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Reviewed by John Orr
This is a good one.
Among other things, it passed the Diet Coke Test: I drank a Diet Coke during the first part of this longish film, and the soda went immediately to my bladder and began demanding an exit. But, I stayed in my seat, watching great performances from Robert De Niro and Al Pacino and a fine supporting cast, and some real hot, slick, cops-and-robbers shoot-'em-up. I had to do one of those duck-walk things to get to the mens room after the credits.
It's true, as some reviewers have whined, that Michael Mann, as writer and director, kinda goes wandering around in some subplots, but that is fine with me, and that part of this film works, as far as I am concerned. I liked that, in fact.
It is not surprising that De Niro and Pacino are great -- I mean, these guys hardly ever miss ("Mad Dog & Glory" being the one De Niro stinkbomb that comes to mind for me) -- but what is surprising to me is that Val Kilmer is actually worth watching in this film.
There are several other fine supporting performances, including Amy Brenneman as De Niro's lover, and Diane Venora as Pacino's drugged-out wife. Ashley Judd is great -- she always is, as far as I have seen -- as Kilmer's wife. Princess Amidala (Natalie Portman) makes a pre-"Phantom Menace" appearance as Pacino's unhappy step-daughter. I liked seeing Ted Levine -- the amazing actor who was the bad guy in "The Silence of the Lambs" -- as a good-guy cop.
De Niro is a way slick, way professional robber -- big-time heists, with a very tight crew of gunmen and burglers -- including Kilmer and the always appealing Tom Sizemore. Pacino is a bulldog detective. The essence is De Niro being great at what he does, Pacino being great at what he does; only one can survive, who's it gonna be??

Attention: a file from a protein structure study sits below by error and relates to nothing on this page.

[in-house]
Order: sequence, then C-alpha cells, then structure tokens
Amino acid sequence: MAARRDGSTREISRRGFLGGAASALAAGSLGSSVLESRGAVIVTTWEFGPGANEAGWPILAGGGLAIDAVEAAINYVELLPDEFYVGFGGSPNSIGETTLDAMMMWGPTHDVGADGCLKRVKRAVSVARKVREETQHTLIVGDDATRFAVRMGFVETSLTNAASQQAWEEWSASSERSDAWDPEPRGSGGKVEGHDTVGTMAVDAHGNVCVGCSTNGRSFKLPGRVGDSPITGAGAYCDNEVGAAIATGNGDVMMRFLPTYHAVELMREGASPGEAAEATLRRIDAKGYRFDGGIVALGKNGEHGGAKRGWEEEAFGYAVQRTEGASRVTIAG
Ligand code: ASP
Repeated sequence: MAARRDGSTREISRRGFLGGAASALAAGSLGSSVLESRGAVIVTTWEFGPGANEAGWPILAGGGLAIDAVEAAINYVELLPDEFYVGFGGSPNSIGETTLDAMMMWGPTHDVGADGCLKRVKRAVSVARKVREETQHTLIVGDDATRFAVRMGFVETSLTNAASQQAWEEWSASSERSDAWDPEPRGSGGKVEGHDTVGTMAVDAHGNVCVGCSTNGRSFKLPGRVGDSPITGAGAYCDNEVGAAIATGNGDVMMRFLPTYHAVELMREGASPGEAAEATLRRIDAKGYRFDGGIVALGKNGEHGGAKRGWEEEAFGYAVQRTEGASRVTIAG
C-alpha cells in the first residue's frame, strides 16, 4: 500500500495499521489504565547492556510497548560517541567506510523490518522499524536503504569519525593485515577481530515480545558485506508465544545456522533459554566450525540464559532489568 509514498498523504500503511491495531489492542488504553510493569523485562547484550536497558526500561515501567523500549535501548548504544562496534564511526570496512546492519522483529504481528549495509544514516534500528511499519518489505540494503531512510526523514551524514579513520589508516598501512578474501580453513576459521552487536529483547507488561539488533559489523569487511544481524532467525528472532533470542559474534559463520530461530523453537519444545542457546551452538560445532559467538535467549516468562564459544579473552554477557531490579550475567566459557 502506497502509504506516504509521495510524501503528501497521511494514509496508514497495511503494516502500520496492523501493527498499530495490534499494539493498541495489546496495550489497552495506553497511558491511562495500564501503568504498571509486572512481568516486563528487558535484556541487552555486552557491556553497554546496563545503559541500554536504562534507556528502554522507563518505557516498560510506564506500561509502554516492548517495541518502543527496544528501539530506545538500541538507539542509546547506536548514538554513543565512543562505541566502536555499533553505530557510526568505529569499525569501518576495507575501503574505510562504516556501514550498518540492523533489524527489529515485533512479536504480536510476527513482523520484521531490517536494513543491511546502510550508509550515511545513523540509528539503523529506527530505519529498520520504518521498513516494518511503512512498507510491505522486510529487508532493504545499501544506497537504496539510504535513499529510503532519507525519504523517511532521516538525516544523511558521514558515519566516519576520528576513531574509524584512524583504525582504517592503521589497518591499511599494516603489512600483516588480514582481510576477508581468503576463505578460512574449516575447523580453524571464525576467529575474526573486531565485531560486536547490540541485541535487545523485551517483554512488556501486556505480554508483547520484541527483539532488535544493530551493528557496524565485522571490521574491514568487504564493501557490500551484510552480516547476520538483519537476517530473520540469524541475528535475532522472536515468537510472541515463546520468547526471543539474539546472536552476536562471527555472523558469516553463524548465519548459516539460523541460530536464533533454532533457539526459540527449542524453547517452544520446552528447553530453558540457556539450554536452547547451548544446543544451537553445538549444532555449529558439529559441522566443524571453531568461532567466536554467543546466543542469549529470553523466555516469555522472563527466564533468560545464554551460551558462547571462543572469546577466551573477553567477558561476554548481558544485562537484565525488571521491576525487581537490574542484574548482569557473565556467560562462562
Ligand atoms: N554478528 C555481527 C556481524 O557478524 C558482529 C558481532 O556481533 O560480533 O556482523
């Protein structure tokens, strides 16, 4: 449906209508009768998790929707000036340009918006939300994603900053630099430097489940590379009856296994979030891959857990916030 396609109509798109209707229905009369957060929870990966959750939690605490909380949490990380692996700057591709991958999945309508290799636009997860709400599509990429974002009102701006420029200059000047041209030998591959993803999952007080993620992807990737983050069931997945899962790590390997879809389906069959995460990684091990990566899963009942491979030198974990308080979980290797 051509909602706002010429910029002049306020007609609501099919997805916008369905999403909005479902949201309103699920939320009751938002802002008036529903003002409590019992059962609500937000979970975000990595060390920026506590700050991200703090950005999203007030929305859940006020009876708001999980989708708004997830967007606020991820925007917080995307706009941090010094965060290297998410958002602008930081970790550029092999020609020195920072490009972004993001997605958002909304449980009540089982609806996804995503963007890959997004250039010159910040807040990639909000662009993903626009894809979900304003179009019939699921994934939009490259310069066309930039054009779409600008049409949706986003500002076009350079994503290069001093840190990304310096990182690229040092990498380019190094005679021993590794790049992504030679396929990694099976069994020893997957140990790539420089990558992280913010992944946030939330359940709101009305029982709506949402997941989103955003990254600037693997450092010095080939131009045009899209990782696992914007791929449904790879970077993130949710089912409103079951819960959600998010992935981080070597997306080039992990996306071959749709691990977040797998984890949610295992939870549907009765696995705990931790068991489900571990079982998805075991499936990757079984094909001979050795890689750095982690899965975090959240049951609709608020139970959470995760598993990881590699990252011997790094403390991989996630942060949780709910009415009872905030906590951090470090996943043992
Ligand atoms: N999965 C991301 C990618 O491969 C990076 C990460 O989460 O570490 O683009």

Pacino and De Niro have one really great scene together (Ya know, one reviewer I read was whining about how it was their first film together since "Godfather II," and why didn't they spend more time on screen together? Well, chump, go watch "Godfather II" again, and tell me how much time they spent on screen together in that. Sheesh. They don't HAVE to be on screen at the same time for the movie to work), and the scene is a delight. It's great to watch two of the screen greats working together. They have another scene together later, but ... ya have to go watch the film yourself.
(OK, OK -- there are aspects of that last De Niro/Pacino scene I thought were stupid -- Mann just indulging himself for the way things look, as opposed to how they would actually happen, in the real world. But, it's a minor problem.)
Um ... not for the queasy. Lots of blood, lots of violence. Practically a war zone in downtown L.A. Many of the characters in this film are not nice people, and they do bad things.
Overall ... a terrific film.